Justice Department Blocks Microsoft’s Acquisition of Intuit
In 1994, Bill Gates saw dominance of the personal financial
software market as a means of becoming a central player in the global financial
system. Critics argued that, by dominating the point of access (the individual
personal computer) to online banking, Microsoft believed that it may be
possible to receive a small share of the value of each of the billions of
future personal banking transactions once online banking became the norm. With
a similar goal in mind, Intuit was trying to have its widely used financial
software package, Quicken, incorporated into the financial standards of the
global banking system. In 1994, Intuit had acquired the National Payment Clearinghouse
Inc., an electronic bill payments system integrator, to help the company
develop a sophisticated payments system. By 1995, Intuit had sold more than 7
million copies of Quicken and had about 300,000 bank customers using Quicken to
pay bills electronically. In contrast, efforts by Microsoft to penetrate the
personal financial software market with its own product, Money, were lagging
badly. Intuit’s product, Quicken, had a commanding market share of 70% compared
to Microsoft’s 30%. In 1994 Microsoft made a $1.5 billion offer for Intuit.
Eventually, it would increase its offer to $2 billion. To appease its critics,
it offered to sell its Money product to Novell Corporation. Almost immediately,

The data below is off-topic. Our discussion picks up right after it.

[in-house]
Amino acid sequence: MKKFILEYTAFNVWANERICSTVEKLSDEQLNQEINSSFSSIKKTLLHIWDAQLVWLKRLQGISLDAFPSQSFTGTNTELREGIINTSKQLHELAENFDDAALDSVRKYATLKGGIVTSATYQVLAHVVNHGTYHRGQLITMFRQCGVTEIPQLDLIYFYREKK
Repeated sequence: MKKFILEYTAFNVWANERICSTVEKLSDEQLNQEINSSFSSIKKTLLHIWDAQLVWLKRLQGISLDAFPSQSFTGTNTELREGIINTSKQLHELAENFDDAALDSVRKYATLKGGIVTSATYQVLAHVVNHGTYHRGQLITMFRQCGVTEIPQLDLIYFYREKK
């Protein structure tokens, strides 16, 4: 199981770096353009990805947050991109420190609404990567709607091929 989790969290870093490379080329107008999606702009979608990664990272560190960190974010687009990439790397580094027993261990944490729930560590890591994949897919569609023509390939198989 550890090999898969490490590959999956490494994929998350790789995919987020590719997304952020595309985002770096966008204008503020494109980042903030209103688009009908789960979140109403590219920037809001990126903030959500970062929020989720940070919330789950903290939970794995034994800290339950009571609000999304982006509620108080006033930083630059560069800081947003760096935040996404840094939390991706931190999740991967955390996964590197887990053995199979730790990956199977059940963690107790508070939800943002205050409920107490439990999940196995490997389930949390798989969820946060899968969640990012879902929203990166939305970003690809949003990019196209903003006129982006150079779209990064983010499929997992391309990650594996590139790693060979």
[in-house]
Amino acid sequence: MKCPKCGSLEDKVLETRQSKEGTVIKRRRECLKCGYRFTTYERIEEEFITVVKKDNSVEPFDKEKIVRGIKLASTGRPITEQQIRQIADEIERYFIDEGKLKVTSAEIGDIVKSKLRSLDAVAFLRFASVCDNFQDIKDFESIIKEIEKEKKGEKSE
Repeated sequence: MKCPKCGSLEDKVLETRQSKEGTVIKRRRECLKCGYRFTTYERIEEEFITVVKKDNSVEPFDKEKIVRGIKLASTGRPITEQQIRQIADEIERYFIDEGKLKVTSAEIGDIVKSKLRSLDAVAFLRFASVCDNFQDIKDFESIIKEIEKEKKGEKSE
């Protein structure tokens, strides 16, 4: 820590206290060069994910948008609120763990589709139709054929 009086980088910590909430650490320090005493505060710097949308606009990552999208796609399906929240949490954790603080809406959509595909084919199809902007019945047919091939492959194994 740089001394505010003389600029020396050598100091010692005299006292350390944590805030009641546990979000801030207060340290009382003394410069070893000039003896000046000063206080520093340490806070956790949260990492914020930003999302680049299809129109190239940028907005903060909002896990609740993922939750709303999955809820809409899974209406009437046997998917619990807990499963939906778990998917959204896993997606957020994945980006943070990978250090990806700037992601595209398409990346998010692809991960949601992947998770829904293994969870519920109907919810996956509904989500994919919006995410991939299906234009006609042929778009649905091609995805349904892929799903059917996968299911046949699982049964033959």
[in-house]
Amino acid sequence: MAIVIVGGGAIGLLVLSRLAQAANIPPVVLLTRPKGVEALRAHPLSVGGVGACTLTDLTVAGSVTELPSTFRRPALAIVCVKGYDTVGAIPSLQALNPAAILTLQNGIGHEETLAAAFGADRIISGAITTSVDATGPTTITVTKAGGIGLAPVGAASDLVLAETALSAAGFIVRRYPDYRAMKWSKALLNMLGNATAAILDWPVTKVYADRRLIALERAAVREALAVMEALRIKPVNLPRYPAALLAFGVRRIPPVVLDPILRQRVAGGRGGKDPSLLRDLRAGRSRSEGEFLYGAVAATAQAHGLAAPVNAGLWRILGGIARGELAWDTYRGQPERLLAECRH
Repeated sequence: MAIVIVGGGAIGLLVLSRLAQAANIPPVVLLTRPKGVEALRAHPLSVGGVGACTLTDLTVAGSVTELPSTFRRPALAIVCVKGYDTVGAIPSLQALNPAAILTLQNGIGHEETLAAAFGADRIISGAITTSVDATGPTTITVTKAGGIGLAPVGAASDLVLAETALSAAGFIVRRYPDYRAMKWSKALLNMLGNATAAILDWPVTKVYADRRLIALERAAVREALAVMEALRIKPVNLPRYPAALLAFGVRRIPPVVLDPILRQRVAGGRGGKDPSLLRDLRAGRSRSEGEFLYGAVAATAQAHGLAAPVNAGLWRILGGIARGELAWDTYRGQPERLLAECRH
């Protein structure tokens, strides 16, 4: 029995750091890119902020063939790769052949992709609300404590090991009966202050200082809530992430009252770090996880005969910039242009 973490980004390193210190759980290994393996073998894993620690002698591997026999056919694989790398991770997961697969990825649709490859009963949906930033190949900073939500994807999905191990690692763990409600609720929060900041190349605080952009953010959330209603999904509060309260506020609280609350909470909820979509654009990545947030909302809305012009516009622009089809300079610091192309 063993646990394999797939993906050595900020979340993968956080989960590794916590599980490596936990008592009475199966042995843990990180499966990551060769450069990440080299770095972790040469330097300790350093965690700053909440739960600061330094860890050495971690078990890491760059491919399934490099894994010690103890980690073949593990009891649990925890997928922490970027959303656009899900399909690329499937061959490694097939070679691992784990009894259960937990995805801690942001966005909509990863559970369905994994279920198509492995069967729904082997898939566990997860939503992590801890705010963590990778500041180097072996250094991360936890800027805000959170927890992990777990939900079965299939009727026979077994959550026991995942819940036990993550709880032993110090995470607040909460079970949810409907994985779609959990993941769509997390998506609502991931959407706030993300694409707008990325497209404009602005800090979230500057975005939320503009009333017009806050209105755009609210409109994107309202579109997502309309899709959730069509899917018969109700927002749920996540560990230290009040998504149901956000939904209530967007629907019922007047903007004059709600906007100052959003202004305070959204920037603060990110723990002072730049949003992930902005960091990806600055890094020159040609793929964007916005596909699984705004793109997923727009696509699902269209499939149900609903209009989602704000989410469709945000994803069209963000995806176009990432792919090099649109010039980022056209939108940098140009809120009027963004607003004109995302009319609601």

the Justice Department challenged the merger, citing its concern about the
anticompetitive effects on the personal financial software market.
Specifically, the Justice Department argued that, if consummated, the proposed
transaction would add to the dominance of the number-one product (Quicken),
weaken the number two-product (Money), and substantially increase concentration
and reduce competition in the personal finance/checkbook software market.
Moreover, the DoJ argued that there would be few new entrants because
competition with the new Quicken would be even more difficult and expensive.
Microsoft and its supporters argued that government interference would cripple
Microsoft’s ability to innovate and limit its role in promoting standards that
advance the whole software industry. Only a Microsoft–Intuit merger could create
the critical mass needed to advance home banking. Despite these arguments, the
regulators would not relent on their position. On May 20, 1995, Microsoft
announced that it was discontinuing efforts to acquire Intuit to avoid an
expensive court battle with the Justice Department.
Case Study Discussion Questions
1. Explain how Microsoft’s acquisition of Intuit might limit
the entry of new competitors into the financial software market.
2. How might the proliferation of Internet usage in the
twenty-first century change your answer to question 1?
3. Do you believe that the FTC might approve of Microsoft
acquiring Intuit today? Why or why not?